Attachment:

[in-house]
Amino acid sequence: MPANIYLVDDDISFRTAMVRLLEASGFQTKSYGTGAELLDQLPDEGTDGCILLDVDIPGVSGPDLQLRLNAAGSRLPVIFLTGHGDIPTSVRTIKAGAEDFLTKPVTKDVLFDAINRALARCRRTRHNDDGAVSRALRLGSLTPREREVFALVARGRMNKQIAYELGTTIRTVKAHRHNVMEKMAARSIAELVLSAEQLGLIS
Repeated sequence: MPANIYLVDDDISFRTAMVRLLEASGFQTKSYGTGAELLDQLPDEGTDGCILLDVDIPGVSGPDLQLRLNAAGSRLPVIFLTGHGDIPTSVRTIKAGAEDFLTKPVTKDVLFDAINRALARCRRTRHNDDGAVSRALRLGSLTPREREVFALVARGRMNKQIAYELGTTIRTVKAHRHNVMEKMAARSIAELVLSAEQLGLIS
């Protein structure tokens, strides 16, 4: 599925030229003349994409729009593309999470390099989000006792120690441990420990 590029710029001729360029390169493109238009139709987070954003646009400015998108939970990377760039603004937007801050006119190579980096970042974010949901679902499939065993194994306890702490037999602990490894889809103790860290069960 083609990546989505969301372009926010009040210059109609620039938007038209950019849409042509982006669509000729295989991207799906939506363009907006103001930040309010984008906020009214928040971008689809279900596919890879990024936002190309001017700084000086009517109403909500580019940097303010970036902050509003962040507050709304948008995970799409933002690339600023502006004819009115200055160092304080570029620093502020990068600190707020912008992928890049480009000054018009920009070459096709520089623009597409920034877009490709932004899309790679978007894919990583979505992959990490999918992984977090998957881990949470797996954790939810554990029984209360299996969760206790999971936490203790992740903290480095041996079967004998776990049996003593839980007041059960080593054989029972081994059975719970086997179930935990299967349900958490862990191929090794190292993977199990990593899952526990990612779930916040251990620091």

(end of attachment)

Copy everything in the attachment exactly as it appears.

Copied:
[in-house]
Amino acid sequence: MPANIYLVDDDISFRTAMVRLLEASGFQTKSYGTGAELLDQLPDEGTDGCILLDVDIPGVSGPDLQLRLNAAGSRLPVIFLTGHGDIPTSVRTIKAGAEDFLTKPVTKDVLFDAINRALARCRRTRHNDDGAVSRALRLGSLTPREREVFALVARGRMNKQIAYELGTTIRTVKAHRHNVMEKMAARSIAELVLSAEQLGLIS
Repeated sequence: MPANIYLVDDDISFRTAMVRLLEASGFQTKSYGTGAELLDQLPDEGTDGCILLDVDIPGVSGPDLQLRLNAAGSRLPVIFLTGHGDIPTSVRTIKAGAEDFLTKPVTKDVLFDAINRALARCRRTRHNDDGAVSRALRLGSLTPREREVFALVARGRMNKQIAYELGTTIRTVKAHRHNVMEKMAARSIAELVLSAEQLGLIS
């Protein structure tokens, strides 16, 4: 599925030229003349994409729009593309999470390099989000006792120690441990420990 590029710029001729360029390169493109238009139709987070954003646009400015998108939970990377760039603004937007801050006119190579980096970042974010949901679902499939065993194994306890702490037999602990490894889809103790860290069960 083609990546989505969301372009926010009040210059109609620039938007038209950019849409042509982006669509000729295989991207799906939506363009907006103001930040309010984008906020009214928040971008689809279900596919890879990024936002190309001017700084000086009517109403909500580019940097303010970036902050509003962040507050709304948008995970799409933002690339600023502006004819009115200055160092304080570029620093502020990068600190707020912008992928890049480009000054018009920009070459096709520089623009597409920034877009490709932004899309790679978007894919990583979505992959990490999918992984977090998957881990949470797996954790939810554990029984209360299996969760206790999971936490203790992740903290480095041996079967004998776990049996003593839980007041059960080593054989029972081994059975719970086997179930935990299967349900958490862990191929090794190292993977199990990593899952526990990612779930916040251990620091």